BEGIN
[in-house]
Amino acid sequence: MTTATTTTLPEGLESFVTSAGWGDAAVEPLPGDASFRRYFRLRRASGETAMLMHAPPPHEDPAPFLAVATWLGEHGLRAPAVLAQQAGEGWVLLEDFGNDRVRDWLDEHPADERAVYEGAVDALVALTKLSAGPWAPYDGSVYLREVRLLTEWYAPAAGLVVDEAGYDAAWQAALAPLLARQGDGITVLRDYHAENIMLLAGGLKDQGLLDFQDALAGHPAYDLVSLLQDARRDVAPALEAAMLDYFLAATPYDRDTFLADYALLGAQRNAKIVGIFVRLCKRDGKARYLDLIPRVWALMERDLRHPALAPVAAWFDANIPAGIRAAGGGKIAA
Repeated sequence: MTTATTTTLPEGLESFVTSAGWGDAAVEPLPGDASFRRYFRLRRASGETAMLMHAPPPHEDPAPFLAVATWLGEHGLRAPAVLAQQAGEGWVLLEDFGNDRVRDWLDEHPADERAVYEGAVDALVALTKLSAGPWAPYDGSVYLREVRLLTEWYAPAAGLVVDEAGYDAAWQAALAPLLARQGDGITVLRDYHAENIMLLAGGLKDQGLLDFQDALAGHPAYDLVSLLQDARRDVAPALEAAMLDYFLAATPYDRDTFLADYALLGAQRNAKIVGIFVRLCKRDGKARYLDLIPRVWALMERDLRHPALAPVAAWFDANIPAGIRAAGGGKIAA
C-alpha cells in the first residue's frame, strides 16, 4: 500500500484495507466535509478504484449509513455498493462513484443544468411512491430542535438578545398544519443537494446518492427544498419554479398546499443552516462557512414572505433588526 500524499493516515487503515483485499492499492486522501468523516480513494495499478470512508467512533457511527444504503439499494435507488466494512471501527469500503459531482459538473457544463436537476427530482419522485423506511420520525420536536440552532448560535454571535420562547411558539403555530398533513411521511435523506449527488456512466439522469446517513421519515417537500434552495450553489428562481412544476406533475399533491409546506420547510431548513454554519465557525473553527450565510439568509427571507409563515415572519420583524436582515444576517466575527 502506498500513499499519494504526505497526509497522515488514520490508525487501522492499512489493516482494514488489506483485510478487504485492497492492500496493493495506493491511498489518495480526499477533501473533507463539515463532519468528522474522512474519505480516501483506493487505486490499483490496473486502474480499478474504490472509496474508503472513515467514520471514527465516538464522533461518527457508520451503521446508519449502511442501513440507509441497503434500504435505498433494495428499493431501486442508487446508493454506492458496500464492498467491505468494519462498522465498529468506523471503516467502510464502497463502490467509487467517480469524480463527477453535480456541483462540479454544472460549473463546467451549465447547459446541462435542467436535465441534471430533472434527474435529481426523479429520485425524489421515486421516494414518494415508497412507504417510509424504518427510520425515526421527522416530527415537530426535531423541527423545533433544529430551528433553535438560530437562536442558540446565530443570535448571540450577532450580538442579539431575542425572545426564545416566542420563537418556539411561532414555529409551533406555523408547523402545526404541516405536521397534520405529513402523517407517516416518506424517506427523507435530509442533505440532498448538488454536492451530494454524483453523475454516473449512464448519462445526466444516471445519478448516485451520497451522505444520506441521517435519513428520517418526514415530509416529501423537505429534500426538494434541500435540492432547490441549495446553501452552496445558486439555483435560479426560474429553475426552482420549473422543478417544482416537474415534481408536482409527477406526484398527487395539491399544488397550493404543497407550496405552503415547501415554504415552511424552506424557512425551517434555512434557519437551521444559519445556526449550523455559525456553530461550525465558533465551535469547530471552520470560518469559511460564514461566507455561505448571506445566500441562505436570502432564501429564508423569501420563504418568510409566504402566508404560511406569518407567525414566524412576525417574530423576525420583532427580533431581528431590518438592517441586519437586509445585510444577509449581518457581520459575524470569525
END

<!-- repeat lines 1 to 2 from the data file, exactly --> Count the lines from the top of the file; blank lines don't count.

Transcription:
[in-house]
Amino acid sequence: MTTATTTTLPEGLESFVTSAGWGDAAVEPLPGDASFRRYFRLRRASGETAMLMHAPPPHEDPAPFLAVATWLGEHGLRAPAVLAQQAGEGWVLLEDFGNDRVRDWLDEHPADERAVYEGAVDALVALTKLSAGPWAPYDGSVYLREVRLLTEWYAPAAGLVVDEAGYDAAWQAALAPLLARQGDGITVLRDYHAENIMLLAGGLKDQGLLDFQDALAGHPAYDLVSLLQDARRDVAPALEAAMLDYFLAATPYDRDTFLADYALLGAQRNAKIVGIFVRLCKRDGKARYLDLIPRVWALMERDLRHPALAPVAAWFDANIPAGIRAAGGGKIAA